Saturday, December 15, 2007

Our Garden


Like many things happening to us in Samoa, we never know what word or action may trigger something beyond what we originally thought. Neither of us is aware as to how we actually got a garden or just how big it may become.

It started with a branch from a flowering shrub being stuck in the ground. A few days later our entire host family appeared and began clearing the land out side our house for flowers. Then a fence was constructed encompassing an even larger area for vegetables. I then got involved by clearing that area of grass and rocks. Before long they gave us bean seeds and cabbage sprouts.

Not knowing anything about tropical gardening, I went to the Department of Agriculture to see if they had some literature. The next day they sent out the head person on Savaii to see my garden plot. Now I am developing a demonstration garden for them, and they are to provide me with hard to get seeds. It seems people here do not have family gardens and just the fact that I have something planted gets the Department of Agriculture excited.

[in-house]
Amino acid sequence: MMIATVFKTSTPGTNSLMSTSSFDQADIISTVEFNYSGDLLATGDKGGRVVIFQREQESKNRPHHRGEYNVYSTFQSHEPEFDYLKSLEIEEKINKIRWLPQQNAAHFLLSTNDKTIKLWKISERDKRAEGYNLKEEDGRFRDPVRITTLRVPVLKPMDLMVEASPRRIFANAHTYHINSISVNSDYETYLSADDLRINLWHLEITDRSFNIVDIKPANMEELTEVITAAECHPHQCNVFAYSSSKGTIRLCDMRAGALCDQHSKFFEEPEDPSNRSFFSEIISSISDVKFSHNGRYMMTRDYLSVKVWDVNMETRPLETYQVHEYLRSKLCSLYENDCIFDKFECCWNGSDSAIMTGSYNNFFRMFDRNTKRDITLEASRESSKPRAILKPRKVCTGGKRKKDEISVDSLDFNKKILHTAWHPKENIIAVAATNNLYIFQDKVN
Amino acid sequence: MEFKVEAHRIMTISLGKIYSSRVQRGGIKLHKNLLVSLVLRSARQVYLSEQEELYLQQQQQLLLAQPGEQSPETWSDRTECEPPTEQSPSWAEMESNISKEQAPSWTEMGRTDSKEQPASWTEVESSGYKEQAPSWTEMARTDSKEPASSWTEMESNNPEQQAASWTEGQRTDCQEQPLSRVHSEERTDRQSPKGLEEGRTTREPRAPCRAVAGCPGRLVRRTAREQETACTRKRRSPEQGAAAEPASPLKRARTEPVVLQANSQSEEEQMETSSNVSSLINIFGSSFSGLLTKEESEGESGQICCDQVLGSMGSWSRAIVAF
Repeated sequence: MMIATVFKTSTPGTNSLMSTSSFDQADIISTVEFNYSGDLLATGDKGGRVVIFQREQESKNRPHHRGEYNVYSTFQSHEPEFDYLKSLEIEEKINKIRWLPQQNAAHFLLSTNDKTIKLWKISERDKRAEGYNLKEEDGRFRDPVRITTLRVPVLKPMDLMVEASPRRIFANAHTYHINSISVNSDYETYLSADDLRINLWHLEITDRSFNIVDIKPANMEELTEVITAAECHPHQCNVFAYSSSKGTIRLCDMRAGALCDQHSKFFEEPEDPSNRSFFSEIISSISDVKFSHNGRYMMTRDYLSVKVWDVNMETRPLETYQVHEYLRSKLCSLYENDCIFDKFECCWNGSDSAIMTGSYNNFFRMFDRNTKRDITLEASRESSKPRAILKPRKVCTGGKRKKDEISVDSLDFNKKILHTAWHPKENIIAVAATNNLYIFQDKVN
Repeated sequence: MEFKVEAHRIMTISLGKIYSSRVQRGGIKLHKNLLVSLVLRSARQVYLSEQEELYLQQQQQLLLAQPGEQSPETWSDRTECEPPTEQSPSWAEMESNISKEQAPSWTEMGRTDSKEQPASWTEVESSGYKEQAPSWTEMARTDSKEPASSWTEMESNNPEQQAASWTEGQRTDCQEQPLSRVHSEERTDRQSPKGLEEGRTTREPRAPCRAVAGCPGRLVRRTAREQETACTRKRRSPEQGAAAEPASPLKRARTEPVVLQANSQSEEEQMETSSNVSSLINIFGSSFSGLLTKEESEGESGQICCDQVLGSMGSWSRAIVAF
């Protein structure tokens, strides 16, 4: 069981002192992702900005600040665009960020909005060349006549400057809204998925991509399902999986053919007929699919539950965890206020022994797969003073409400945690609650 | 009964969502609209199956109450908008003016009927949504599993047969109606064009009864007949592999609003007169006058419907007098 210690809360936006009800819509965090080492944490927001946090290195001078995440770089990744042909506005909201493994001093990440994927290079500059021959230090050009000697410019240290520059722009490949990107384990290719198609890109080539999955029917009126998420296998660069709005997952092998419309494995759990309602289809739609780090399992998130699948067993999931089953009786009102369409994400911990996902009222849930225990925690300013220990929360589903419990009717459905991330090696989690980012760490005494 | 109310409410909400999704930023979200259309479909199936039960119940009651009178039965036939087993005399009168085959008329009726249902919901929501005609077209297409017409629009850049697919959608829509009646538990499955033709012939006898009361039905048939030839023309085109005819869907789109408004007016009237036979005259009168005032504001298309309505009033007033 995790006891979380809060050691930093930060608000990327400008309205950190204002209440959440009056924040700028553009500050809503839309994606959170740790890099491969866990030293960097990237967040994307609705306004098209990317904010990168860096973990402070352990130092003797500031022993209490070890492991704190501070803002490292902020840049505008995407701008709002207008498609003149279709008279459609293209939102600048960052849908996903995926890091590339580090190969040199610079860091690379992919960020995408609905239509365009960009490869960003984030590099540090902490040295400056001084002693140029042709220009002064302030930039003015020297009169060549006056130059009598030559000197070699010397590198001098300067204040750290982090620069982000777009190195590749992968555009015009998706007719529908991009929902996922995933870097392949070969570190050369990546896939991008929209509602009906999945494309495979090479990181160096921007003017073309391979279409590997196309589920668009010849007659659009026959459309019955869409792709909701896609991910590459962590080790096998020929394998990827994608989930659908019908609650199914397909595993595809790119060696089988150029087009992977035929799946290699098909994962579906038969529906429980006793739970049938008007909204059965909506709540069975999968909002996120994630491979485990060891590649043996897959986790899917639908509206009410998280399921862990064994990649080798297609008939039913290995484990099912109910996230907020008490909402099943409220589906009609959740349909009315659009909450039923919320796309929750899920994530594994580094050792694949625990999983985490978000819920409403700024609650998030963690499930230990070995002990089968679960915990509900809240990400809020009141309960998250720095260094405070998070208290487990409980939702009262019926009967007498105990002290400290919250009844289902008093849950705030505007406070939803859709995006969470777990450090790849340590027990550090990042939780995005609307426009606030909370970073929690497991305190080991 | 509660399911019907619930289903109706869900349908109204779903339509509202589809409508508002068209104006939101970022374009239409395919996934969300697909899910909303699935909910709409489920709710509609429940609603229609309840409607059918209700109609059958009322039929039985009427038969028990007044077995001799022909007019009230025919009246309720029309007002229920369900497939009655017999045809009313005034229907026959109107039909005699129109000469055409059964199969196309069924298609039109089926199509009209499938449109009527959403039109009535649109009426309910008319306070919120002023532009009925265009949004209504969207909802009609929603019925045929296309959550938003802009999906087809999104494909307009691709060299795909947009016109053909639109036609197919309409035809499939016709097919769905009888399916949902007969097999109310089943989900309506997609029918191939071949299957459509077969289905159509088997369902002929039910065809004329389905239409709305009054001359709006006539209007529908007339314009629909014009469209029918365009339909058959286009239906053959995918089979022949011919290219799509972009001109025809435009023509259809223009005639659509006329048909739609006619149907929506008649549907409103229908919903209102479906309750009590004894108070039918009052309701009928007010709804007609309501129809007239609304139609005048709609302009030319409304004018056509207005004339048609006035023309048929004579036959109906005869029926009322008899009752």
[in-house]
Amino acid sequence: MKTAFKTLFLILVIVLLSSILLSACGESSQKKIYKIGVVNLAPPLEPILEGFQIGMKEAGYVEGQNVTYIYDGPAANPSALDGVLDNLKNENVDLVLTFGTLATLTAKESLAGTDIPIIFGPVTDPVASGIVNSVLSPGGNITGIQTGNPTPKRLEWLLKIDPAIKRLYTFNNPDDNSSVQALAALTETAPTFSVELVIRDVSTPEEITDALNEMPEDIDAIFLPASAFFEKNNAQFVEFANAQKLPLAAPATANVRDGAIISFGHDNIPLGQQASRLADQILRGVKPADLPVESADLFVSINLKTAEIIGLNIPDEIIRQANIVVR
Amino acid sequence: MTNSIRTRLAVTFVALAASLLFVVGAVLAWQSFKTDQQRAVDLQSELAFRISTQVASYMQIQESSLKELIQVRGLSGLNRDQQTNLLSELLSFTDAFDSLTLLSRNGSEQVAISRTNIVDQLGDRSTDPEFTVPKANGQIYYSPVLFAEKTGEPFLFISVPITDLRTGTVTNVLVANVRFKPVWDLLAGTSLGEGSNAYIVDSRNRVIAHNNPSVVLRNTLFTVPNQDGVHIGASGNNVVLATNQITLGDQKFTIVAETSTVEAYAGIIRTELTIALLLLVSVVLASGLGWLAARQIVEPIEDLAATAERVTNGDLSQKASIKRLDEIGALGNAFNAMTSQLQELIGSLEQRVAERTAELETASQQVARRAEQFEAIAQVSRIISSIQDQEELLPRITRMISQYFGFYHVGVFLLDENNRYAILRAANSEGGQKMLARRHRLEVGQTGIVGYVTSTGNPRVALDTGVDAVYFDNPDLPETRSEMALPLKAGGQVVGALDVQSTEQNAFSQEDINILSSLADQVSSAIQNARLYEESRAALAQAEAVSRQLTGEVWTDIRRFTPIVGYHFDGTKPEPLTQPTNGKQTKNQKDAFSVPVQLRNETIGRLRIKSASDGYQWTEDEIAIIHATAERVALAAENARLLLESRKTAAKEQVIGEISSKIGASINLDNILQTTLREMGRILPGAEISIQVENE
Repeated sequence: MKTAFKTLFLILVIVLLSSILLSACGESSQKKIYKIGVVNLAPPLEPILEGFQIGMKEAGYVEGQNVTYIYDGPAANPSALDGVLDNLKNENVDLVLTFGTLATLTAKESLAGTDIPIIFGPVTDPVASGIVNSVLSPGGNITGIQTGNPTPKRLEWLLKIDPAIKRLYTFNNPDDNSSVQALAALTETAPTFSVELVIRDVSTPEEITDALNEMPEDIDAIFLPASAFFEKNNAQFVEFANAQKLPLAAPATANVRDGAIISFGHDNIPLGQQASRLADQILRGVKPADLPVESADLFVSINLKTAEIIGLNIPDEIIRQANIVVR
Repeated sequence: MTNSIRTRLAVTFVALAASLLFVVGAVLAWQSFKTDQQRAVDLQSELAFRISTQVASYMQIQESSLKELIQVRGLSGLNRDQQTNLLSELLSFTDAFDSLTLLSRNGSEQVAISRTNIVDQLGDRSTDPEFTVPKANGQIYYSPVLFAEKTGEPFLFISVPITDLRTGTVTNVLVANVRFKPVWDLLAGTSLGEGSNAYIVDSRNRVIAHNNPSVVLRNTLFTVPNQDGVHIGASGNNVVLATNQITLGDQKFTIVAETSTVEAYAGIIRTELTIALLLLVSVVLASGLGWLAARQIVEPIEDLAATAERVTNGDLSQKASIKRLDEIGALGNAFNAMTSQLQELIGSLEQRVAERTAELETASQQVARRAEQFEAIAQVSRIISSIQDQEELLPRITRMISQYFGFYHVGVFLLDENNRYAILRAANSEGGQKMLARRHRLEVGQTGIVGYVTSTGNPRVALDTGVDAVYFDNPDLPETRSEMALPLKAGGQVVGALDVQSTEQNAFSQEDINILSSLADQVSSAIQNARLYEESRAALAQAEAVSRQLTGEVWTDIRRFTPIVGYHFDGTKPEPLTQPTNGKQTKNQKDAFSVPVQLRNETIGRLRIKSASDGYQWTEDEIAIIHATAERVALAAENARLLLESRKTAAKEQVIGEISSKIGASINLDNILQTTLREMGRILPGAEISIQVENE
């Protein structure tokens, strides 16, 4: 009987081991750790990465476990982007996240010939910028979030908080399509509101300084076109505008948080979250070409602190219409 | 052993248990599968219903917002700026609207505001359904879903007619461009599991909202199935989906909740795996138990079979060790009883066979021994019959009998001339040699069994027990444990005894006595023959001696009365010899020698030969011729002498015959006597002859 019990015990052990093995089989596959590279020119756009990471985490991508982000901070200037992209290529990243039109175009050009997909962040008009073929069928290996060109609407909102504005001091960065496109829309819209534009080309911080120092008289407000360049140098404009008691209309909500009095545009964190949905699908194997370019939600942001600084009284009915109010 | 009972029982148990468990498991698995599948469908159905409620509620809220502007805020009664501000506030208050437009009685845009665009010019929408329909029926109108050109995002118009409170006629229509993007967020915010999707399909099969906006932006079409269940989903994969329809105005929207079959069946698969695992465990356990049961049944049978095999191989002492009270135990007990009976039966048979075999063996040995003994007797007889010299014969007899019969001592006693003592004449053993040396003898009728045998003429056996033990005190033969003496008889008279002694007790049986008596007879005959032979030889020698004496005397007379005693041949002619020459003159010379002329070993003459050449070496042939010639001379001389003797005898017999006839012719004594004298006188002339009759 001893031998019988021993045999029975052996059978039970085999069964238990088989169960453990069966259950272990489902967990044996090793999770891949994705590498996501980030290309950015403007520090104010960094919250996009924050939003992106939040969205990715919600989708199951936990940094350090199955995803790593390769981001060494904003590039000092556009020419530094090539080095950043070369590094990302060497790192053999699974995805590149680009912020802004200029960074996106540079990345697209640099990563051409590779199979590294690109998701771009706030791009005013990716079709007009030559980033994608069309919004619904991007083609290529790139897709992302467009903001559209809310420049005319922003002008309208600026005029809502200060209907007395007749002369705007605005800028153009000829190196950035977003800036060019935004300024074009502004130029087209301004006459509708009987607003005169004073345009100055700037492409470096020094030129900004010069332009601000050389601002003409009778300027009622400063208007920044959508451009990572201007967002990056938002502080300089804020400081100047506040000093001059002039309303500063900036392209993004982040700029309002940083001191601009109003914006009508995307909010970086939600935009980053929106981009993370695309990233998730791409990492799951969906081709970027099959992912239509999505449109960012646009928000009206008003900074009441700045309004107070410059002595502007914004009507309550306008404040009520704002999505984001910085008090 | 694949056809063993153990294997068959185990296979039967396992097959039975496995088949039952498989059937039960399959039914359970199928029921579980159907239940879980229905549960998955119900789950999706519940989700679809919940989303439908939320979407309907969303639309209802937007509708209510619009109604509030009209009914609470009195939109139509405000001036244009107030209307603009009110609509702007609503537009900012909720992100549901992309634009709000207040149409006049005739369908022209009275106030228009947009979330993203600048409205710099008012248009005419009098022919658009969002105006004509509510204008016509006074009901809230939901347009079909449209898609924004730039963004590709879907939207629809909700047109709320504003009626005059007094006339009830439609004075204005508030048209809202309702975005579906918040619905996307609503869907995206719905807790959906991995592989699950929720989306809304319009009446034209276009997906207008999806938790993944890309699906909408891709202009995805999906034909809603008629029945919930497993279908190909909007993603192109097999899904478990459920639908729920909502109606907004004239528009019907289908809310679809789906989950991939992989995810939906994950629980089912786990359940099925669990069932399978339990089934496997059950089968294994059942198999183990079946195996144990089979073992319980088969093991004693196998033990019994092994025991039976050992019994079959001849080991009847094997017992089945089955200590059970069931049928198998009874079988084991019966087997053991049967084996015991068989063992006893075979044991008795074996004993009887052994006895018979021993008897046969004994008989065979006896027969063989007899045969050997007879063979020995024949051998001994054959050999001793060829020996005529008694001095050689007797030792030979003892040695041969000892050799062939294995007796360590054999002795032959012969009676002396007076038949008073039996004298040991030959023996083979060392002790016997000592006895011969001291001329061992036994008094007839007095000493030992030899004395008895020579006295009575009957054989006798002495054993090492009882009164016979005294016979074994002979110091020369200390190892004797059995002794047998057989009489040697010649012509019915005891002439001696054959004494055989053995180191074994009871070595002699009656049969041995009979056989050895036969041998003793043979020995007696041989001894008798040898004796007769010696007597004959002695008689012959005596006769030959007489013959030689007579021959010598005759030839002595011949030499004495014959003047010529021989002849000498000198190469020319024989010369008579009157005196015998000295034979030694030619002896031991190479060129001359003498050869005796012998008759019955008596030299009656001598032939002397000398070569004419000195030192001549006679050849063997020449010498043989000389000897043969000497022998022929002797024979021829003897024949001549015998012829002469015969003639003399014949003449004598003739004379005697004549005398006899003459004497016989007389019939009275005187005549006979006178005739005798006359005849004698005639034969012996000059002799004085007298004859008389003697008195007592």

What is happening? People are not coming to see my cabbages. They are becoming curious as to what I am doing. I am now considered an information source for tropical gardening. It is amazing that in an agricultural country people don’t grow vegetables. I wonder if hemp, cocoa, and poppies can grow in this soil?

Just stick a branch in the ground. Presto, you have a flowering shrub.

Our host family starting the garden plot.

Mary helping our host mother.

No, they are not turtles.
Coconut husks protecting seedlings from the enemy, the sun.

No comments: